Environmentalists want combustion trucks banned by 2035

Environmentalists want combustion trucks banned by 2035

Trucks and buses are only 2% of the total vehicles that circulate on our roads, but in 2020 they were responsible for 28% of CO2 emissions from road transport in Spain.

According to the study carried out by Transport & Environment (T&E), even considering the current CO2 emission reduction targets that apply to truck manufacturers, Spanish trucks and buses would nullify all the emissions savings expected from electric cars and vans. by 2036. This is due to the expected increase in activity. CO2 emissions from heavy vehicles increased by 29% between 1990 and 2019 in Spain. Truck activity in Spain is expected to increase by another 40% between 2020 and 2050 and bus activity will triple (+201%) in the same period, according to the European Commission.

For Carlos Bravo, responsible for road freight transport at T&E in Spain: “Transport is the biggest climate problem in Europe and Spain, and trucks have a very important responsibility in this regard that continues to increase. In Spain, polluting trucks will offset all the emission savings achieved through the electrification of cars and vans in the 2020s and half of the following decade, unless the EU modifies the current regulations in line with its climate objectives ».

The environmental organization understands that ending sales of new trucks with combustion engines in 2030 in Europe would be the best bet for the climate, but the necessary reductions could be too drastic to implement without risking the continuity of the activity. Therefore, according to the T&E emissions model, 2035 is the latest feasible date to reach 100% sales of zero emission vehicles, if we want to meet the goal of zero emissions by mid-century. The 2035 scenario would only leave a small number of diesel vehicles (which would have already passed the average retirement age) on the roads in 2050. On average, trucks have a useful life of 18 years in Europe.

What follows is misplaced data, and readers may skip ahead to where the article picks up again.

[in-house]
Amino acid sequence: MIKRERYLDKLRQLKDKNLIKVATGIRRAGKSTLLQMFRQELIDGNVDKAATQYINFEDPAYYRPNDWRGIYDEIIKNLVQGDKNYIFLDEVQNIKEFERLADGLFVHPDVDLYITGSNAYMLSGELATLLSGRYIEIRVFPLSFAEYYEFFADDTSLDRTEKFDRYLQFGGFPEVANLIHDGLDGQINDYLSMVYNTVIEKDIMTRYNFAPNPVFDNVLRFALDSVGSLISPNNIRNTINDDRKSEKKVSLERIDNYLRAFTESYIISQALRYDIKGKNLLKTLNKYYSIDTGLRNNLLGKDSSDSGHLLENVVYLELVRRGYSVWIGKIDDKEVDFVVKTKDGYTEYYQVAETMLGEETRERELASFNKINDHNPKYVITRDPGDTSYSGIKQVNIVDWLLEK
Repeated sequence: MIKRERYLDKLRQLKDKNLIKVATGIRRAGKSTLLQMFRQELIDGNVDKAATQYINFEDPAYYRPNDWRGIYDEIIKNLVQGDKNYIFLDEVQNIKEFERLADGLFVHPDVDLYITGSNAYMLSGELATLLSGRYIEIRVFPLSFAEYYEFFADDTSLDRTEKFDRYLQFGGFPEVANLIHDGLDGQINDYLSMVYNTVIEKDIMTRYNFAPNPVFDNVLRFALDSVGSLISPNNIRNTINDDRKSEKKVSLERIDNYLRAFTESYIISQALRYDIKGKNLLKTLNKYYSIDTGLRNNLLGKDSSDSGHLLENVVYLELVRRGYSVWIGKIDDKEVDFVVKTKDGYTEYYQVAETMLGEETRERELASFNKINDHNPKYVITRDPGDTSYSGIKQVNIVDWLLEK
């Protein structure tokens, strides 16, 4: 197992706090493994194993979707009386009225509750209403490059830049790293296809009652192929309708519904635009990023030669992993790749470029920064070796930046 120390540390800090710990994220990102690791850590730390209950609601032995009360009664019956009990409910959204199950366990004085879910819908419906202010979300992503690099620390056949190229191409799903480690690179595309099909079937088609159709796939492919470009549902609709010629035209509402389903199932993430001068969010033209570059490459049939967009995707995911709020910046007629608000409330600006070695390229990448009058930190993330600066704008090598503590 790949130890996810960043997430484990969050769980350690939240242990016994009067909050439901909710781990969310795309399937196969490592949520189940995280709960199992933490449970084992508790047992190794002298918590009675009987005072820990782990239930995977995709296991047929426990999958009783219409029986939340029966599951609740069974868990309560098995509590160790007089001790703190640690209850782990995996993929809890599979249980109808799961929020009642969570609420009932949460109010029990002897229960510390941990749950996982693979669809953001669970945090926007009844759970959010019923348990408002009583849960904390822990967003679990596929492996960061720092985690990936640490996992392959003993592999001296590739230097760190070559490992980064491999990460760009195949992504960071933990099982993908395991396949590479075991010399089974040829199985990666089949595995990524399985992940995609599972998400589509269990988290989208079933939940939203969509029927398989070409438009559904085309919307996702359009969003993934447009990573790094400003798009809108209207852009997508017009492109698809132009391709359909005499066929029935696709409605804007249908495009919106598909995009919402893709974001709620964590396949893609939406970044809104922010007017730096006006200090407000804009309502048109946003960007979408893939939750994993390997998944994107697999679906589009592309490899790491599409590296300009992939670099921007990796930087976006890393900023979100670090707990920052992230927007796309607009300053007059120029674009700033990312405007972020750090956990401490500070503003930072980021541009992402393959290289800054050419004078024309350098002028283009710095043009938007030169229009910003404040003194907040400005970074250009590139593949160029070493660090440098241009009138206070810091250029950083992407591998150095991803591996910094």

They also consider that setting the limit in 2040 would be too late, as trucks would emit 644 million tonnes more CO2 by 2050 than they would in the 2035 scenario. That figure would constitute 4% of the total remaining carbon budget of the EU, and would be equivalent to the current annual road transport emissions of Germany, France, UK, Italy, Spain and Poland combined. Postponing the end date of combustion engines to 2040 for these heavy-duty vehicles would also force lawmakers to take drastic and costly steps to retire the 20% of the truck fleet that would still run on diesel in 2050 in that scenario.

The study also found that if ambitious CO2 targets were applied in the EU in 2030 that would allow reaching the goal of zero emissions in 2035, truck manufacturers would be pushed to meet their electrification commitments. The 2035 “sales end date” T&E scenario would see 659,000 zero-emission trucks on European roads in 2030, a figure in line with what was announced by truck manufacturers. Diesel consumption by European trucks and buses would be reduced by 9% by the end of the decade.


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